The suspension of the fall soccer season to the spring only further benefited Tibbling’s ability to have his first full preseason with his teammates. After returning in August, he had five months to further improve his fitness levels and foster the on-field relationships with his teammates that have ultimately made the difference in his performances this season.

“You kind of rediscover your passion for the sport,” Tibbling said. “It makes you want to get back to it and enjoy it more. That’s the only good part about having injuries and going through those things is that you appreciate it a little bit more.”

(Photo by SHU Athletics)

Tibbling ended the regular season with four goals and an assist for a total of nine points, his highest tally since he reached 14 his freshman year. He’s been the linchpin to Seton Hall’s offensive build-up play, providing the team with a physical presence in attack with technical quality to bring other players into the game with his passing and movement. While his junior year statistics fell short of those from his freshman year, his general play and impact on the team have improved dramatically despite not having played a competitive game since 2019.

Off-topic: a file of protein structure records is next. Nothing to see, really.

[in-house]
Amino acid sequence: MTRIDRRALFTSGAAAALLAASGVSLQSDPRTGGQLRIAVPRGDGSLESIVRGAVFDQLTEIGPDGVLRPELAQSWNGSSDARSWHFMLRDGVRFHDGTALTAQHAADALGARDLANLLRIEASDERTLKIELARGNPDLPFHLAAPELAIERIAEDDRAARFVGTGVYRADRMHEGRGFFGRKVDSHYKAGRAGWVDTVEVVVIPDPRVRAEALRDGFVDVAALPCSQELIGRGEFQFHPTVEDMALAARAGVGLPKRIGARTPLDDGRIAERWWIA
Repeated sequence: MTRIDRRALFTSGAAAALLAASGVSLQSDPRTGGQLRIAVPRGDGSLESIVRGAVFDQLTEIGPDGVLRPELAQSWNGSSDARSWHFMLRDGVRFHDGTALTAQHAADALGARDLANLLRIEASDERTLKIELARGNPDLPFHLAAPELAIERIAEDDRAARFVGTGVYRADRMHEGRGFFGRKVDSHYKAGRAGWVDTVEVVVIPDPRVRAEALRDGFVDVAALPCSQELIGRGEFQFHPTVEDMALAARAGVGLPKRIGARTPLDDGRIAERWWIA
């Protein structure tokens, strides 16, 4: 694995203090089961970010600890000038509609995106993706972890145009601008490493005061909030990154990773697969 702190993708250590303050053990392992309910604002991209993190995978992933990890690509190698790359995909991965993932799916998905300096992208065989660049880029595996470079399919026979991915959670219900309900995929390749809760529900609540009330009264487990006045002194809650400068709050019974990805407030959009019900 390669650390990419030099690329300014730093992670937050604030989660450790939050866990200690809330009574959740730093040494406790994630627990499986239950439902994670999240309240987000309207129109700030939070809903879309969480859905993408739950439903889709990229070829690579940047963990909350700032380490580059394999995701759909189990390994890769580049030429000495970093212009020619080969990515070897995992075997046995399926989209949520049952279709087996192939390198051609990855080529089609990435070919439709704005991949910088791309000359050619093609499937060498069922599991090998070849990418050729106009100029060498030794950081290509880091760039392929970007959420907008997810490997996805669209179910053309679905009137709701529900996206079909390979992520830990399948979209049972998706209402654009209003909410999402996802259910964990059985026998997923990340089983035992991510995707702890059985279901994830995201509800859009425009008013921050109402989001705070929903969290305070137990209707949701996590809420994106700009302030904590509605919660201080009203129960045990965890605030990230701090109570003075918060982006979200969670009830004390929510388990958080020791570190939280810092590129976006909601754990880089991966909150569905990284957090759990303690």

“I knew I had the potential to play like how I’m playing now, and I even think I have a little bit more to give,” Tibbling said. “But when you haven’t played games in so long, it takes a little time to get into it. When you have a good preseason, though, then you’re good to go, and I think that’s been the biggest difference from past years.”

The best example of that difference came at St. John’s when Tibbling willed the team to an overtime win over the Red Storm. After going down two goals in the opening 10 minutes of the second half, JP Marin pulled one back after scoring a penalty kick. Tibbling would then tie the game with a Sports Center Top 10-highlight goal, taking a through ball in stride with the outside of his foot and hammering a volley into the net. The game went to overtime, and freshman forward Raz Amir would go on to score the game-winning goal.

Those fall and winter practices did not come without their challenges, though. Tibbling once again ran into issues with liquid in his heart and even contracted COVID-19 in between the fall and spring semesters. He was kept out of full training for nearly two months because of those health complications, and Tibbling said he’s still feeling the effects of COVID-19 well into the season, but it wasn’t obvious given how well this season’s gone for him.